Meetings are widely misunderstood. They’re often labelled time and money wasters, when in actual fact, they’re one of the most effective tools for making things happen in a business. They also offer the added benefits of resolving issues faster and boosting collaboration among colleagues.
Like any business process, there’s a knack to making meetings effective. Learn the tricks and there’ll be no more heading into the boardroom huffing and groaning!
Here are our top tips for success:
Create a clear plan of action
As they say, proper planning prevents poor performance. Give yourself plenty of time to familiarise yourself with the agenda, from which you can form your own discussion points for each topic. Ultimately, you need to know what you want to get out of the meeting before it happens – so plan ahead to stay focused on achieving that goal.
Get acquainted with attendees
Review the attendee list ahead of the meeting so you have a clear idea of who’s going to be there and what their roles entail. This will enable you to direct discussion points and will be a real confidence-booster. We all know punctuality is pivotal to successful meetings; get there a good ten minutes early to introduce yourself and meet fellow members face-to-face.
Plan your position
Squash yourself in a corner behind a couple of colleagues and you could receive the cold shoulder! Your positioning plays a big part in the boardroom; ideally, you want to look straight on at the key speaker, and at the very least within eye-contact range. If you’re directly facing the front, you’re essentially smack-bang in the middle of the meeting, bettering your chances of being central to the discussion.
Have a no phone zone
Digital devices can be incredibly distracting, so keep your smartphone on silent and stored away, together with any other tech. On the flipside, other people having their phones on the table will distract you, particularly if they keep checking them when they’re supposed to be in on the conversation. Don’t be afraid to set ground rules at the start of the meeting; you could even encourage everyone to drop their phones off at the door before entering.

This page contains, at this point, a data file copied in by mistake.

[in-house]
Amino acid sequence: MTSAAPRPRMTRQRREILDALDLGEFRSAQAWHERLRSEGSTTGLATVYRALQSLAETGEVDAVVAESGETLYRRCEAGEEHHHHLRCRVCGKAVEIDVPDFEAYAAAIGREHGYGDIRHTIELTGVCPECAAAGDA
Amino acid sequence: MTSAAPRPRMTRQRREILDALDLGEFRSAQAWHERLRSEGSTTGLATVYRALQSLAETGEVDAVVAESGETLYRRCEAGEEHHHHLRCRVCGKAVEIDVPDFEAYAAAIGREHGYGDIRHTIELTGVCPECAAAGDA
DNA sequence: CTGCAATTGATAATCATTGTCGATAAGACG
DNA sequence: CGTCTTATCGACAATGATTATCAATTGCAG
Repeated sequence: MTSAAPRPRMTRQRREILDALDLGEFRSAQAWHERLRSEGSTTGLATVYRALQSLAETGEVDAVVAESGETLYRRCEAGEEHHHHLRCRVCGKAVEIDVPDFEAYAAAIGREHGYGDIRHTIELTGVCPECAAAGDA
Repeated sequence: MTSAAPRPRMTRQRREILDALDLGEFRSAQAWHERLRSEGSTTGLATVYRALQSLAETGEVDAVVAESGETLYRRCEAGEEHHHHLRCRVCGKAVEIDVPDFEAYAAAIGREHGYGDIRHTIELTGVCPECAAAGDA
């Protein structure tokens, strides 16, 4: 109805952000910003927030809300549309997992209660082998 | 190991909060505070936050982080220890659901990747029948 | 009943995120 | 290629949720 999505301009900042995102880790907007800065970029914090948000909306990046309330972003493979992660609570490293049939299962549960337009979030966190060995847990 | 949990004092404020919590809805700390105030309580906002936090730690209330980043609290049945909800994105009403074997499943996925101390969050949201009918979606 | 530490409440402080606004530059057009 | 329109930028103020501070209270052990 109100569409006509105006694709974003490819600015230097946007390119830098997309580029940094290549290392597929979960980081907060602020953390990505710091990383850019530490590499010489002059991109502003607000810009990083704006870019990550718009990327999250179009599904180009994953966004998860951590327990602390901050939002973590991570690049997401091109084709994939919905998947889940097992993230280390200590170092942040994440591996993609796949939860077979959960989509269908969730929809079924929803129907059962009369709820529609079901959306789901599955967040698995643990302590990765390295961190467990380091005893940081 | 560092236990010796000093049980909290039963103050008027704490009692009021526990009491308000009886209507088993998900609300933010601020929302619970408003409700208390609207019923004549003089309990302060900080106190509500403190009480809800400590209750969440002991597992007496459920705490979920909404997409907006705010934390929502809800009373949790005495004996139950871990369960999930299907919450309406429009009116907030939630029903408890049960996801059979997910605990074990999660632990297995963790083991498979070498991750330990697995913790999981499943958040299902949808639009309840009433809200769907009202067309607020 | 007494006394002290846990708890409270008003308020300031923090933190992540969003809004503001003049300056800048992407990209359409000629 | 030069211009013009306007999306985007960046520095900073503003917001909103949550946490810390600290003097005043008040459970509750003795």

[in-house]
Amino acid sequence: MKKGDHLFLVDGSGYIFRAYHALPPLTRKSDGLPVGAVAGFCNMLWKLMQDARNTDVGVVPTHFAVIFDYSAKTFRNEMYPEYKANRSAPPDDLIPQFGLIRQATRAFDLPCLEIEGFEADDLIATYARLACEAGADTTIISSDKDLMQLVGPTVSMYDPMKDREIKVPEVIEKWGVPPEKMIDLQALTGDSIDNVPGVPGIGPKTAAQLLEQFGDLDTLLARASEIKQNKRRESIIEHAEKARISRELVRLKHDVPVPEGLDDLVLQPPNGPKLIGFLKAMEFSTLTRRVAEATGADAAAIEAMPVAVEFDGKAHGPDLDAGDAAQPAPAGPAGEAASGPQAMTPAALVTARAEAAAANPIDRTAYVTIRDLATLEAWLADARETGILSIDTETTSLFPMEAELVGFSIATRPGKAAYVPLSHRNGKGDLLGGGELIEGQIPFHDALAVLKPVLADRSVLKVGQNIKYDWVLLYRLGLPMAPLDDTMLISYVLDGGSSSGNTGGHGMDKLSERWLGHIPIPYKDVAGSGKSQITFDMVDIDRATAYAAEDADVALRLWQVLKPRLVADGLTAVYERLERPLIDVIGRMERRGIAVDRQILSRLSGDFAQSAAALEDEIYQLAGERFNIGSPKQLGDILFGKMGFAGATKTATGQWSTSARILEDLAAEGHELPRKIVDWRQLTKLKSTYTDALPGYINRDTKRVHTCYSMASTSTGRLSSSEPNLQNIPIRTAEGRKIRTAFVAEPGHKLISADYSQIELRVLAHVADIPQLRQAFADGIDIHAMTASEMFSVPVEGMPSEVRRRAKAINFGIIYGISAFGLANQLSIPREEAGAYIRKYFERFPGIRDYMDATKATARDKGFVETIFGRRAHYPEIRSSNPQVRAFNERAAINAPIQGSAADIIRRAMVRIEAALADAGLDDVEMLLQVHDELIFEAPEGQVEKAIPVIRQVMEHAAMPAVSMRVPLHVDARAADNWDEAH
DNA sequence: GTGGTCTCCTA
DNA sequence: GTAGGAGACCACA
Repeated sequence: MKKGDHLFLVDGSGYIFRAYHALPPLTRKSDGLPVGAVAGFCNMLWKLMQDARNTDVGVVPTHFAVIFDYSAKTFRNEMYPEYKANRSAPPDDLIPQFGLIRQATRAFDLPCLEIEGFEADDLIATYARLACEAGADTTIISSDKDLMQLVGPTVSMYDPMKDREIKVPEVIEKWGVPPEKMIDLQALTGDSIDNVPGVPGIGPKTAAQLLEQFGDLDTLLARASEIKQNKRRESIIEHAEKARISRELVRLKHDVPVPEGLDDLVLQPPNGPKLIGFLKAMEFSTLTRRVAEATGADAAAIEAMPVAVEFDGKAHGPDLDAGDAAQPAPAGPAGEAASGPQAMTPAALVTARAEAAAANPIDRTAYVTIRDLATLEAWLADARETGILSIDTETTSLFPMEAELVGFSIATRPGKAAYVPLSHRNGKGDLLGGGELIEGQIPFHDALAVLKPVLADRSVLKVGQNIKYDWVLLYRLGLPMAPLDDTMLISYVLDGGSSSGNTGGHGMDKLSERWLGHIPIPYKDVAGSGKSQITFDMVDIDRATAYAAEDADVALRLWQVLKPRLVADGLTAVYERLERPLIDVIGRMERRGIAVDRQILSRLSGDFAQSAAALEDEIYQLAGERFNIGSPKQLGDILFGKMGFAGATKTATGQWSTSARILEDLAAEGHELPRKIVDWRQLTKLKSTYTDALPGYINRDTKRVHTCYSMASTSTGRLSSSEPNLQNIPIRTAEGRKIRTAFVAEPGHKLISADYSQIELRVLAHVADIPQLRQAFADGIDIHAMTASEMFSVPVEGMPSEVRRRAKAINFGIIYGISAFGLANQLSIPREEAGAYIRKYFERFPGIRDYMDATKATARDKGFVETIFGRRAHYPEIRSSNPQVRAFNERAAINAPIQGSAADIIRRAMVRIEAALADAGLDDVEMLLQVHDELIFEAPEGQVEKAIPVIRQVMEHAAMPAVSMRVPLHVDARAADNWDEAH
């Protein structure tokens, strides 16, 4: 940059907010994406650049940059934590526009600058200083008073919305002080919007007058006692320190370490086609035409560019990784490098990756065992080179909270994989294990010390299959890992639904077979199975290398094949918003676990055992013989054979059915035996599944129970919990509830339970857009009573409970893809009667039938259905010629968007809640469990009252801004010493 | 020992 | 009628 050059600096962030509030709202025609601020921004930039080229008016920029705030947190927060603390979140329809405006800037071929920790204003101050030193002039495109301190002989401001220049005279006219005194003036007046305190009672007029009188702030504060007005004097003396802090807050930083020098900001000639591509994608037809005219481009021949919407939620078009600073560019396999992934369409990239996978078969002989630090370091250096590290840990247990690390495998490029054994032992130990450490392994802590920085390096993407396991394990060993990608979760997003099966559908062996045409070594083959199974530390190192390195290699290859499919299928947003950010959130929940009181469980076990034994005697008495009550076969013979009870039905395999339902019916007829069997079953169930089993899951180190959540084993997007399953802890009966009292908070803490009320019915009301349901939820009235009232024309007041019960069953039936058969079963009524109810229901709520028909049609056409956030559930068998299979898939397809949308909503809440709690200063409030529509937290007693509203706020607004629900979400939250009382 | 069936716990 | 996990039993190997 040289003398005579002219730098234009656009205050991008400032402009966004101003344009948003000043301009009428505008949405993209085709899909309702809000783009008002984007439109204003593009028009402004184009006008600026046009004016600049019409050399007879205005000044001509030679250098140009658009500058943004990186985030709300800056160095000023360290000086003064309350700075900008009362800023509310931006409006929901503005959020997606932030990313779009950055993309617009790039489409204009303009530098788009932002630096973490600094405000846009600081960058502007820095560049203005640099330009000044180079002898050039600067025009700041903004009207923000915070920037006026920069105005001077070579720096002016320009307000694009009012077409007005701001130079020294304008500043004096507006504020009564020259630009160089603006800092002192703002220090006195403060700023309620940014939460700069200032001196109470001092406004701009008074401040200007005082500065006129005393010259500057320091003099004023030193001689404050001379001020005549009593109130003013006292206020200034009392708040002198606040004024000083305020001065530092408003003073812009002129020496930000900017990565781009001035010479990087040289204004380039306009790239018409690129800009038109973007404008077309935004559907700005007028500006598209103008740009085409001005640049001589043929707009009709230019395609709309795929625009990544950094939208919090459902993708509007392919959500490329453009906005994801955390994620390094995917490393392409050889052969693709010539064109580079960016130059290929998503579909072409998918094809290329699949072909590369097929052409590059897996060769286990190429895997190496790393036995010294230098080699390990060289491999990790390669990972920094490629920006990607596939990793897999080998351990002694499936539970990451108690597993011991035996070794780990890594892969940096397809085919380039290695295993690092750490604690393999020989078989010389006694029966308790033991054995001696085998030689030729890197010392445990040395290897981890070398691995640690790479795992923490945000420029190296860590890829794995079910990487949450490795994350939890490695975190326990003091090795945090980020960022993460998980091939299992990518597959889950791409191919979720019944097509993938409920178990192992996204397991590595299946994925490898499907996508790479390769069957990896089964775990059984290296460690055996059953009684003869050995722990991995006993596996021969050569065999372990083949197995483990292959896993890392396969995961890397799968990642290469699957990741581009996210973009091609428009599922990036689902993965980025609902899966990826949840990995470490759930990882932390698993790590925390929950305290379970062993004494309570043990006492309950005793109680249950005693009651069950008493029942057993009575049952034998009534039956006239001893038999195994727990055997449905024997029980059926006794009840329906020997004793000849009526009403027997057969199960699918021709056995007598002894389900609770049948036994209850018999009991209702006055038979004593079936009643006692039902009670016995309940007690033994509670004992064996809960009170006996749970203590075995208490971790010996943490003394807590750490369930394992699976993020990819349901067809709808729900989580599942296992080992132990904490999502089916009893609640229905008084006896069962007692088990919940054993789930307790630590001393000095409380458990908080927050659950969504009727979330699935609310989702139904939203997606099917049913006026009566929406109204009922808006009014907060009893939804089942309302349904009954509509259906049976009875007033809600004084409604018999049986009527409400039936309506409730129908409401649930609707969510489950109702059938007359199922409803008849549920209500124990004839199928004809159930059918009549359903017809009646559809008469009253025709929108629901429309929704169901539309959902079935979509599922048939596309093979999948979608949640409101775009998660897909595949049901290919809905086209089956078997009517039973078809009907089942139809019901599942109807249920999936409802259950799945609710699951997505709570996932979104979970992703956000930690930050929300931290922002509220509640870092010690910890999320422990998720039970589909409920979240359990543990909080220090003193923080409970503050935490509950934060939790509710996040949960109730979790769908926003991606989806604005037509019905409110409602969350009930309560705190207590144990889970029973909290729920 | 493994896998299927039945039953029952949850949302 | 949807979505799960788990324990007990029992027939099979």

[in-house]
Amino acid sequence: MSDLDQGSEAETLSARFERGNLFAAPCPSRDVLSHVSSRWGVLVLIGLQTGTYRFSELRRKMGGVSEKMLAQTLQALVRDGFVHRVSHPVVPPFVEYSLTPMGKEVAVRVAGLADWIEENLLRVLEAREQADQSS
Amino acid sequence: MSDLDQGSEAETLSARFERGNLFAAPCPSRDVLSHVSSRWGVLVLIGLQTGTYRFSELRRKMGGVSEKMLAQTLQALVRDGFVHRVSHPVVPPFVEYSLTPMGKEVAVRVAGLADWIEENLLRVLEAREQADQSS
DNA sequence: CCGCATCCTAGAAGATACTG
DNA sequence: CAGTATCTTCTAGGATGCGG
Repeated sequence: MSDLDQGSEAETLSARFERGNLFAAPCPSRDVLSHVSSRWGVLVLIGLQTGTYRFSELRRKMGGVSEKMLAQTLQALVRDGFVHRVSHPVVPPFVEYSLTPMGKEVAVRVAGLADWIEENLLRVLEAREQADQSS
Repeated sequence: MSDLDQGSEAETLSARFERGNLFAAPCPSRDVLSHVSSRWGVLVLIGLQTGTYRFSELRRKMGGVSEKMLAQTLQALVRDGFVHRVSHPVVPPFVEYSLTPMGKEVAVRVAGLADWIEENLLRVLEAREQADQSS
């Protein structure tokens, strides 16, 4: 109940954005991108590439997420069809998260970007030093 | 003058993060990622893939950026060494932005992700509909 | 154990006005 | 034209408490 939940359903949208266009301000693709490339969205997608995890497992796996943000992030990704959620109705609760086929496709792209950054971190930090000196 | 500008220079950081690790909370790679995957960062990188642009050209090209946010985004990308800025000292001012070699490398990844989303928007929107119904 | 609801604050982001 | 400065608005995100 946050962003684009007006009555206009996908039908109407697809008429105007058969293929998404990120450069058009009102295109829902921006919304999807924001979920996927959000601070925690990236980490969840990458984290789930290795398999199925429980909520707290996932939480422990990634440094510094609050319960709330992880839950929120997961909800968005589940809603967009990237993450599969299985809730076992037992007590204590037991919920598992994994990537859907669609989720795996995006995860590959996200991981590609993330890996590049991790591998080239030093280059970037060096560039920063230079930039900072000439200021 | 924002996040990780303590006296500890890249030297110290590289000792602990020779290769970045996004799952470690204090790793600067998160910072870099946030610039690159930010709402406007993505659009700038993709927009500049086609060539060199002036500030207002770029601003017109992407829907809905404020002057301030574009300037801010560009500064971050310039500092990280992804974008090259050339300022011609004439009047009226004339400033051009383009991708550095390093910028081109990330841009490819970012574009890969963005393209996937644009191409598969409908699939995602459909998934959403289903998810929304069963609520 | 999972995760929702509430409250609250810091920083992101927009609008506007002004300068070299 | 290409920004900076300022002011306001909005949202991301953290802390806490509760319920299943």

Conduct yourself correctly
Just as important as what you say, is how you say it. Speak slowly to ensure your points are conveyed clearly. If things heat up and voices start to raise in pitch and volume, bring the tone back down by speaking in a calm manner. A little talking over one another is to be expected, but keep it to a minimum. Just like a normal conversation, success lies in taking it in turns to talk and listen.
Stick around and recap
Don’t just stand up and leave after the meeting’s finished (regardless of how much you need that coffee). This is particularly important if you chair the meeting; spend time summarising points, answering pressing questions, and making sure that everyone’s crystal clear on the points that they are personally responsible for actioning.
Thank you goes a long way
If someone did a top job of chairing or organising a meeting, or supporting you during the discussion, a simple “thanks” goes a long way. Send them an email, write a letter or tell them face-to-face – they’ll really appreciate it.
With the above tips in mind, you’ll be well on your way to achieving great meetings, making sure you always leave the boardroom feeling accomplished. Don't forget to download our Meeting Planner's Bible too.